Current Students / ComputingSoftware
Many useful utilities and applications are available on all the department computers. Some software is distributed with GNU/Linux and installed locally. For instance, every machine should have the Emacs editor installed. More specialized applications, such as Matlab and Maple, are also available, and are installed by the department administrators in the mounted directory
/usr/local/net/ . Most of the available binaries are located in
On some department machines, this directory is already added to your executable search path. In this case, you can simply enter the desired command at the shell prompt, e.g.
$ acroread article.pdf &
If this produces a "command not found" error, then the easiest solution is to add the shared bin directory to your path. Enter the command
if you want the shared executables to take precedence, or
to first look for locally-installed executables. You should add this command to your shell setup script (.bashrc, .zshrc, etc) so that you don't have to enter it manually every time you open a new shell. You also may want to define shell aliases for your most commonly-used applications, especially if they take options. An example configuration file is provided here. You should source it in your shell setup script; for example, in .bashrc you source a script with the dot (.) command:
Matlab and Maple
Several versions of Matlab and Maple are available in the shared directory for department use. Most students prefer to use the graphical interfaces, which can be opened using the following commands:
$ matlab &
$ xmaple &
The ampersand (&) should usually be appended to commands opening an interactive GUI, so that the process is immediately put into the background and the shell can continue to be used while the program is running.
If your Matlab script takes awhile to run, you may be tempted to leave the machine with the screen locked and your script running. This is discouraged, since it prevents others from using the machine and is easily avoided by several better solutions.
In order to use the GUI commands, you must be running an X Server (which is true on any Linux desktop); X-forwarding must also be enabled if remotely logged in using SSH. See Working Remotely for details.
If you want to install Matlab on your personal computer, the student version can be purchased through the University.
A LaTeX distribution should be installed on every department desktop machine. If you need to use a package that is not part of the standard distribution (for instance, if you use Beamer for typesetting presentation slides), you can install them in your home directory as described here.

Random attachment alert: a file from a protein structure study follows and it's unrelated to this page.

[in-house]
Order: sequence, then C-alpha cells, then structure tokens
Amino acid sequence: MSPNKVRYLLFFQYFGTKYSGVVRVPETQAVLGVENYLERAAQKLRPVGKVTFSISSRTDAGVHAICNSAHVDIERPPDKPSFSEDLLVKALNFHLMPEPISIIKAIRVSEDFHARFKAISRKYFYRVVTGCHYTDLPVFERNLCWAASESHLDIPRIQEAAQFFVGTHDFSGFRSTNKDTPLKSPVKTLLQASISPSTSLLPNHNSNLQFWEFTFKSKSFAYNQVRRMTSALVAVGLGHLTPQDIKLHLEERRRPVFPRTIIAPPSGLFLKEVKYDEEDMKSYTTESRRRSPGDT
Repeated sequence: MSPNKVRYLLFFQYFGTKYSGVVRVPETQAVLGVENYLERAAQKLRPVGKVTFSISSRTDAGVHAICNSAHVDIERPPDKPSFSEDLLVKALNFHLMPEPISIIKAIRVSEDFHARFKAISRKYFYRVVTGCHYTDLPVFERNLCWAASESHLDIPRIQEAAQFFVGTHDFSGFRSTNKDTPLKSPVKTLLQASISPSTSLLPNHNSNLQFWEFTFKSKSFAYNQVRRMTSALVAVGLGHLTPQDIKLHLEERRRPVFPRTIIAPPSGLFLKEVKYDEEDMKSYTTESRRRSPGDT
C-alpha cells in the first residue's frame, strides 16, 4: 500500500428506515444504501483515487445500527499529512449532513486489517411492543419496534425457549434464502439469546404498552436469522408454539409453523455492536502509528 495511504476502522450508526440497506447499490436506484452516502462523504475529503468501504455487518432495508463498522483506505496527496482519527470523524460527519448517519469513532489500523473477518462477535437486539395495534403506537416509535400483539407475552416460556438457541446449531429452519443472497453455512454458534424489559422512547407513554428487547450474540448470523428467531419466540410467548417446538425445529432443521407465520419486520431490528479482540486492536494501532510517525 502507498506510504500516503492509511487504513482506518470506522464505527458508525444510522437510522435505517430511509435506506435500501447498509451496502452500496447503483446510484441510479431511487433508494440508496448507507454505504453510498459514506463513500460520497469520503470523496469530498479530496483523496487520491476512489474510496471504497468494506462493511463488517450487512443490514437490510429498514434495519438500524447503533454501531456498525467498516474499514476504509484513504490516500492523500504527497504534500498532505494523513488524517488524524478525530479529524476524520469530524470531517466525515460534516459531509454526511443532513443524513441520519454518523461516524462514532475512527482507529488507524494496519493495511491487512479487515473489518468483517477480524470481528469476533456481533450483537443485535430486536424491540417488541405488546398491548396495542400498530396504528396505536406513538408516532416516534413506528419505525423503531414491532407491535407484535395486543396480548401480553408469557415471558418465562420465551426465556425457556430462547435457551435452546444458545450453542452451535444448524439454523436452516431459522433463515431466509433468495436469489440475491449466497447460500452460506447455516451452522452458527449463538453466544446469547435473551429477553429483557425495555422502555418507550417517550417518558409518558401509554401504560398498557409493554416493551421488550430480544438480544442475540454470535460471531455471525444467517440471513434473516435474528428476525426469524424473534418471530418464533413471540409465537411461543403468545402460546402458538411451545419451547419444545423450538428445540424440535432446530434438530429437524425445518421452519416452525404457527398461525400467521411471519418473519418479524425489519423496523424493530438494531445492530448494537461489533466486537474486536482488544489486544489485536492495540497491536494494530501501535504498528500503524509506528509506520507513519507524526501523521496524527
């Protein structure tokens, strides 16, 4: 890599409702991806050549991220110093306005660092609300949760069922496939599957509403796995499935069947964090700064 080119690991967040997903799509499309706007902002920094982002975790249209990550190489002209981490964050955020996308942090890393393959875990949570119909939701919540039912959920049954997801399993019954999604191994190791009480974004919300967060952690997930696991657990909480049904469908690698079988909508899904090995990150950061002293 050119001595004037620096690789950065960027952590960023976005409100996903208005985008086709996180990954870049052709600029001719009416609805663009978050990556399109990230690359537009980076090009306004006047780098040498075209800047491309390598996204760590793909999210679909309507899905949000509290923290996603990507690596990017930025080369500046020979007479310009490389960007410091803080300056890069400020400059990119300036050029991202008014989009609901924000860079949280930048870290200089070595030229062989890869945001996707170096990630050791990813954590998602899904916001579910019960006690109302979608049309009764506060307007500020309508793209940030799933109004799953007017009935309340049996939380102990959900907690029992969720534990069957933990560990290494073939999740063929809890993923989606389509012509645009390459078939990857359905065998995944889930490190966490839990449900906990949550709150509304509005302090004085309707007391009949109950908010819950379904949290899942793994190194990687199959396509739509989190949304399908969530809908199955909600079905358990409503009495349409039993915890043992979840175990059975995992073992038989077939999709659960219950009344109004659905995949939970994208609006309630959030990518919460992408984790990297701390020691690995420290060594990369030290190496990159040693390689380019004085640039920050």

A good way to get started with typesetting using LaTeX is to ask an older student for an example of a source file. Then remove from this file everything except the structure. Now you can fill it with your own content, and wait until you have mastered the basics to learn about layout, document types, floating environments, etc. To learn how to write the actual markup, try these resources suggested by ESAM students:
- The Not-So-Short Introduction to LaTeX2e
- Short Math Guide - A quick easy overview of the different math environments, lists of symbols and font switches, different kinds of matrices, etc.
- Using Imported Graphics in LaTeX and pdfLaTeX - A great resource for rotating graphics, making wide figures, marginal figures, landscape figures, using PSfrag, etc.
Or see what the mathoverflow community recommends.
There are many free LaTeX distributions, so you should try installing one on your personal computer. For Windows computers, the standard distribution is MikTeX. Use your favorite text editor and compile from the command line, or use an IDE such as TeXnicCenter. On OS X, try TeXShop.
If you prefer to use LaTeX without writing the markup yourself, many people in the department use LyX, which is available in the shared directory or can be downloaded for your personal computer.
C, C++, and Fortran
All department machines should have local installations of the GNU Compiler Collection, which you can use to compile your C, C++, or Fortran sources using gcc, g++, or g77, respectively.
Older versions of the Intel compilers (icc, icpc, and ifort) are also available in the shared directory. Before using any of these compilers, you should source the necessary environment variables by running the shell scripts (e.g. iccvars.sh) in their bin directory. Be aware that the Intel compiler flags do not always match the corresponding GCC flags.